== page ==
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This is the second in a three-part blog series on use cases for imaging artificial intelligence. Access part one and part three.

As mentioned in our previous post on imaging AI, there has been a data explosion in healthcare in the last decade, especially in medical imaging, which consumes approximately 30% of the overall health data storage volume. With study data growing by 4x in the same period, health systems and radiology departments are overwhelmed with structured and unstructured imaging data.

imaging brain scanThe growing demand for diagnostic imaging by patients and referring physicians results in more than 300 million diagnostic radiology images taken in the U.S. every year. Radiologists not only have more studies to read each day, but much more data to sift through per study to get a full view of the patient using all available insights to make an accurate diagnosis.

It’s not uncommon for a radiologist to read more than 100 images in a single day, a number that grew from about 60 images per day five years prior. It’s also been documented that when radiologists work faster, their interpretation error rate rises substantially.

But how accurate can radiologists be when they are overloaded with studies? That has become a significant concern for the American College of Radiology, which is trying to address the issue, in part, with clinical decision support technologies and other components of their Imaging 3.0 Initiative.

The High Cost of Diagnostic Errors

Twelve million Americans are impacted every year by diagnostic errors, which are defined as failures to provide accurate and timely diagnoses or communicate explanations to patients, according to The National Academy of Medicine.

Radiology has a relatively high diagnostic error rate, with studies indicating false positive rates up to 2% and false negative rates up to 30%. Besides the obvious health implications of missed or inaccurate diagnoses, errors also lead to higher healthcare costs. Some estimates put the cost of unnecessary testing, misguided treatments and malpractice claims stemming from diagnostic errors at $100 billion per year.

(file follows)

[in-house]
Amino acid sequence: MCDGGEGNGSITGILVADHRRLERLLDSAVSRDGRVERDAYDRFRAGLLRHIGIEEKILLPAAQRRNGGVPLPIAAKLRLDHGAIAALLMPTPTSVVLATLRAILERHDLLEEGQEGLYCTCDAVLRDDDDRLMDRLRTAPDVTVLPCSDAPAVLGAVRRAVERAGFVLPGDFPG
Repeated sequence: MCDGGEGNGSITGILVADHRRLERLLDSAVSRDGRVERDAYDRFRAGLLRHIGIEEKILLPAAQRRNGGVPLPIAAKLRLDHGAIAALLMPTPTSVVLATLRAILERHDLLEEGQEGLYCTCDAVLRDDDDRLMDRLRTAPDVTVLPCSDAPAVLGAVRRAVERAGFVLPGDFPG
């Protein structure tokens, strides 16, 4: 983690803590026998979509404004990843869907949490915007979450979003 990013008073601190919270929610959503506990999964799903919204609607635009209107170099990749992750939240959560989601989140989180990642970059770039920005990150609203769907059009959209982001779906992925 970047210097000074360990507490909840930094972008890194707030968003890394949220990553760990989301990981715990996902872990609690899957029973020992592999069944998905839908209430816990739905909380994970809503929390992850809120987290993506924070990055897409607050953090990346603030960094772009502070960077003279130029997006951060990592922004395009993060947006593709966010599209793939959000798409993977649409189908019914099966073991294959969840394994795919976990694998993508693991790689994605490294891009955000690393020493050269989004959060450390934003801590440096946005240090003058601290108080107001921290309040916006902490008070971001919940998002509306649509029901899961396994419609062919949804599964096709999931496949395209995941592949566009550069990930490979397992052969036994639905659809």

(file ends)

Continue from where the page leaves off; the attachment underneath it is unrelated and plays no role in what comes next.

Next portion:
Diagnostic errors are also the leading cause of malpractice claims in radiology, as well as primary care, emergency medicine and most sub-specialties.

Improve Diagnostic Efficacy with Artificial Intelligence

Diagnostic errors are a pervasive issue in radiology and throughout medicine. Advances in artificial intelligence are helping radiologists prioritize and analyze imaging studies to expedite and improve diagnostic accuracy.

With the proper medical imaging workflow integrations, AI can help radiologists:

  • Proactively prioritize studies that need immediate attention and route them to the appropriate destination
  • Identify prior studies that may need re-examination
  • Increase the speed and accuracy of image interpretation
  • Analyze past cases
  • Reduce bias from image interpretation
  • Scale their abilities to handle larger patient loads

Leading Edge Technology for AI Imaging

DataFirst supports the American College of Radiology’s Imaging 3.0 Initiative by delivering systems that enable AI applications to work across modalities, optimizing practice management and patient care.

If you’re ready to take action, DataFirst can help.
Connect with us online or call 800-634-8504 to get started.

Beau Jones

Beau is the President and CEO of DataFirst with more than 22 years of experience in management and leadership roles in the healthcare and information services industries. Learn more about Beau's experiences and qualifications on our Leadership page.